A team of Victoria University academics is calling for greater numbers of low-skilled immigrants to be allowed into New Zealand. Their reports turn traditional immigration policies on their head.
The reports, from Victoria University's Institute of Policy Studies, say an ageing population will require growing numbers of caregivers, mainly from overseas.
Paul Callister, an associate professor at the Institute, says many caregivers these days enter from the Pacific Islands or the Philippines on temporary visas, but this is unsuitable.
Demographic changes are predictable and long term, he says, and need solutions such as permanent immigration.
Professor Callister adds that similar trends are evident in Australia, which will provide competition for New Zealand in attracting immigrants for the care-giving industry.
He says if current policies continue, New Zealand will end up with less than half of the caregivers it needs by the 2030s.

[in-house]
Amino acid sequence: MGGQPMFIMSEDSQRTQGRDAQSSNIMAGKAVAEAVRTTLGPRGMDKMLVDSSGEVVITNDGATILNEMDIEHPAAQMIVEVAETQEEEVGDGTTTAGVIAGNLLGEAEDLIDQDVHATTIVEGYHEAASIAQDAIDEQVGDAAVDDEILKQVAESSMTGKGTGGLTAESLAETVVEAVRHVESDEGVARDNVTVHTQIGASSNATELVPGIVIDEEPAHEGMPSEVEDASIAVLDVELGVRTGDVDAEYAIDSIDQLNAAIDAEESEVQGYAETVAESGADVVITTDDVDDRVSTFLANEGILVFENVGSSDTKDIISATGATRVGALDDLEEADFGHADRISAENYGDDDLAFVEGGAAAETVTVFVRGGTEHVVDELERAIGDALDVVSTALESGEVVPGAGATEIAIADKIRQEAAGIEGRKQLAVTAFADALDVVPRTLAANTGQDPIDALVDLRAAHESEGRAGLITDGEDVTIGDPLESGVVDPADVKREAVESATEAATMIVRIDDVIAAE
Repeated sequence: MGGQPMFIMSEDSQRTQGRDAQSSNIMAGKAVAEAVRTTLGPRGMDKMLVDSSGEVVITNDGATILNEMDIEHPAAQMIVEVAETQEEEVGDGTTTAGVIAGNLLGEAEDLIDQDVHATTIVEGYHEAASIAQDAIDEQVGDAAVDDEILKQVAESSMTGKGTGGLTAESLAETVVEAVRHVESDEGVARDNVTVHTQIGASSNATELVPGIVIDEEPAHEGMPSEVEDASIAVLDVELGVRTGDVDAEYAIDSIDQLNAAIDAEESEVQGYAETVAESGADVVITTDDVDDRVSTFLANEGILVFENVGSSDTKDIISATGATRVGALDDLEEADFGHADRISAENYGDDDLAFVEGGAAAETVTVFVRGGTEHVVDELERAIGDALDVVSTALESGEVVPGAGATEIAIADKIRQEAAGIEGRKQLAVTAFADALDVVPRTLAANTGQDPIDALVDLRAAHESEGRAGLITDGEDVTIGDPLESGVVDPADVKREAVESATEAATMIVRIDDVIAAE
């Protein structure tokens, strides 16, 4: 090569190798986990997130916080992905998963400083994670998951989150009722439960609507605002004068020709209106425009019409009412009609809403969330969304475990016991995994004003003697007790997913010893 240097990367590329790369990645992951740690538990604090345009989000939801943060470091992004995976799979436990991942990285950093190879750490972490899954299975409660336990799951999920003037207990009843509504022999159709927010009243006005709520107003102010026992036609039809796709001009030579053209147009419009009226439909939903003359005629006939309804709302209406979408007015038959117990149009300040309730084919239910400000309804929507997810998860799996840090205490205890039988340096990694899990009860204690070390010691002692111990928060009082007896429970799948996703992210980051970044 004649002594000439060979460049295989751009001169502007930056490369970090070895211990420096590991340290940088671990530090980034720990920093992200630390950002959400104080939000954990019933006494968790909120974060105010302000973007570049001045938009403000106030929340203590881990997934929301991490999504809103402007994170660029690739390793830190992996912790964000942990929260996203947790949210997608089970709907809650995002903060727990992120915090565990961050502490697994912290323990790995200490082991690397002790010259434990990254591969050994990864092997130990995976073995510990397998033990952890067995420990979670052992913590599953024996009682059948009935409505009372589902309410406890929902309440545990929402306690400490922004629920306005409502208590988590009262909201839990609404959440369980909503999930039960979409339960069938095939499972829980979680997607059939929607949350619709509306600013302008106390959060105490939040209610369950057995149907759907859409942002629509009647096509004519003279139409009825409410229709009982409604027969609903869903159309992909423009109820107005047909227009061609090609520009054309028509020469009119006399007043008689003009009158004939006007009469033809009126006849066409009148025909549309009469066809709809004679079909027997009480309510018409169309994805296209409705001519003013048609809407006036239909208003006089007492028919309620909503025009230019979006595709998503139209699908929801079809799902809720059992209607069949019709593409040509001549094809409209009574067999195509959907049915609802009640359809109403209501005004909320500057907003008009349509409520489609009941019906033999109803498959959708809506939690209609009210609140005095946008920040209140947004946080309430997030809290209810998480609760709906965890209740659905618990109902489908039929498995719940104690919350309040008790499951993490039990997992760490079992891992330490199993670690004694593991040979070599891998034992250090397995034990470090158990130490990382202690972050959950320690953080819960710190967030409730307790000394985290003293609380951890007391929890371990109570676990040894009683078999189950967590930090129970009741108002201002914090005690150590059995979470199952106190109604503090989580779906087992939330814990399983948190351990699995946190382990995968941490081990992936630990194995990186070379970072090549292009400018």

Locals first, says provider
In-home care provider Healthcare of New Zealand says a career path should be established for local workers with basic home-based care as its first step.
The umbrella group for rest homes, Healthcare Providers, agrees more New Zealanders might become caregivers if status and pay were higher but says that would require more Government money.
Chief executive Martin Taylor says many current caregivers are in their fifties and their aging will exacerbate the labour shortage.